How to Be Sure That Surfers, Readers, Buyers And Users Are Searching for Your Content

When AC suggested “tutorials,” I wasn’t thinking, ‘Maybe I can show them how to better-direct Net-users to their online-content.’ My first thought was Paint.NET. ‘There’s all kinds of stuff I could show people they can do with that!” I thought. ‘I could explain how to … umm, you know, ummm … FOR FREE!’

But really, I don’t know anything on that you can’t figure out yourself; just go get it FOR FREE and “read the instructions” lol.

However, the process of directing people to your content—it’s very ‘symbiotic’ (i.e. I can’t do it without having given to- and taken from-others).

The first knowledge given/taken here is the importance of “keywords.” Though that term has a slightly more-specific meaning in HTML (Hyper-Text Markup Language), what it basically means is ‘words that people use when they’re searching for things in search-engines.’ You also need to make it a habit to read review so that you can increase your learnings. As most “search engine”-owners and webmasters keep up with HTML in order to communicate more-fluently through the computer, it’s good to think of the “headers”—the parts of the webpages that are not at-first displayed anywhere on the page.

Last time I checked, the typical keyword-communication was located in the ‘headers’ (typically between the ‘head’- and ‘/head’-tags at the beginning of a webpage), and ran, ‘META TAG=”keywords” CONTENT=”(the words that the webmaster believes people will use to find the type of content therein”‘ … but I could be wrong – it’s happened before …

If you’re using a blog-site like this one, Xomba or Helium, you CANNOT DIRECTLY EDIT the keyword-communication was located between the ‘head’- and ‘/head’-tags; but it is good to have some ‘keywords’ in mind, just in case the site’s forms ask you for them.

But how do you know which keywords are the best? Well first, the keywords you think of yourself are generally the most-applicable ones; but they may not be the keywords that people are looking for! To find the keywords people look for, I suggest The Keyword Tool.

Opening The Keyword Tool, you can either a) enter the keywords you thought of in order to see any synonymous- or commonly attached-keywords you might also use, b) (on the second tab) enter a page’s address to see any keywords it is using or might use or c) (through a link on the second tab) enter selected text soon-to-be on a webpage to find any keywords The Keyword Tool’s programming can find for it.

I usually use the third option, as my content is usually not connected to ‘an address’ when I can still add to it.

Finding- and inserting keywords in your online-content is a way to make it more-likely that `Net-users who find you are the ones by whom you are aiming to be seen!

NOTE:

I was unable to put in the ‘less-than’ and ‘greater-than’ symbols around the “tags” mentioned above. If you know enough HTML, you know what I’m talking about; if you don’t, review the links.

How to Write Effective Web Content

Internet users are notorious for their short attention spans. When a visitor appears at your website, you have only a short window of time before they process the content and decide whether or not it’s worth viewing. Keeping that in mind, web content is surprisingly difficult to write since it has to be instantly catchy- these tips here will help you figure out how to keep visitors on your site with effective web content!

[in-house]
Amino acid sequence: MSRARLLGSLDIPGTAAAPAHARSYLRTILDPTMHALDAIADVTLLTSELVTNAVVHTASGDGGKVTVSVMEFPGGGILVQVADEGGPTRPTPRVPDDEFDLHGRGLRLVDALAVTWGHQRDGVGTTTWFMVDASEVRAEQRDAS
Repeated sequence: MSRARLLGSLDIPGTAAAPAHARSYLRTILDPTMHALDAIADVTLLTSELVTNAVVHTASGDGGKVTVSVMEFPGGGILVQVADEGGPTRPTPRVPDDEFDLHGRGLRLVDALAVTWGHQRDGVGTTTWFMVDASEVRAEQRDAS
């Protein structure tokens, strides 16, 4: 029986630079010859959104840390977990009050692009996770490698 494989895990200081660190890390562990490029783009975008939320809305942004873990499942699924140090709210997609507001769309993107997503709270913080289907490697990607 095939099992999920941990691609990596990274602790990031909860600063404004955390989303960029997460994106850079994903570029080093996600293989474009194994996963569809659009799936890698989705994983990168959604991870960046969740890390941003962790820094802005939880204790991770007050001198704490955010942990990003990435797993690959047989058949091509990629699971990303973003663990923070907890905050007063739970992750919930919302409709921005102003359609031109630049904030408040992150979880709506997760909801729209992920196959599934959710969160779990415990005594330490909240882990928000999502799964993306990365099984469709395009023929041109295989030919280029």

Website visitors almost always find your page through a search engine like Google or Yahoo. They find your site using keywords, and they are usually looking for these keywords when they view your content. Keeping that in mind, always write your web content with specific keywords that will concern your audience. If your users search “dog training tips”, they won’t want stick around to read an article whose headline is “Training A Canine To Be Quite Pleasant”. They won’t even get halfway through that headline before they’re gone! Make sure you do your researching concerning keywords; know what keywords people use to get to your specific niche of web content and use them in your title and first sentence.

It’s key to keep your web content short and to the punch. When visitors come to your website, all they care about is knowing what you’re about and what they can gain from your site; if the content you give them is confusing, long, or difficult to parse, they’ll give up and go somewhere else where the web content is easier to interpret and digest.

This is really the key to writing web content; it’s not like a regular article that should begin slow and become developed. Web content should be loud, quick, and deliver instant gratification; short paragraphs and sentences sprinkled liberally with your keywords will do wonders here. Bullet points, top ten lists, imperative commands- all of these things will help keep visitors on your site! Don’t be long-winded or descriptive; that can come once you’ve built a loyal visitor base, if it even ever has to come at all. Combine the above suggestions with targeted keywords and you’ll have web content that will keep your readers on your site. A comparison can be made through the writers at the sites. Through this comparison, the finding of the right suggestion will be compatible for the person for write the articles. 

The Internet is a strange thing; it rewards those people who write web content that can be scanned quickly and interpreted- they don’t call it the “Information Superhighway” for nothing! In writing your web content, always keep this in mind. You’re not writing the great American novel on your marketing page; if you are, I don’t think this article applies to you all that much. You’re writing a site that will keep your visitors from leaving, and to that end if you follow my instructions above you’ll be on your way to writing web content that will keep readers from clicking away and resulting in lost sales or conversions!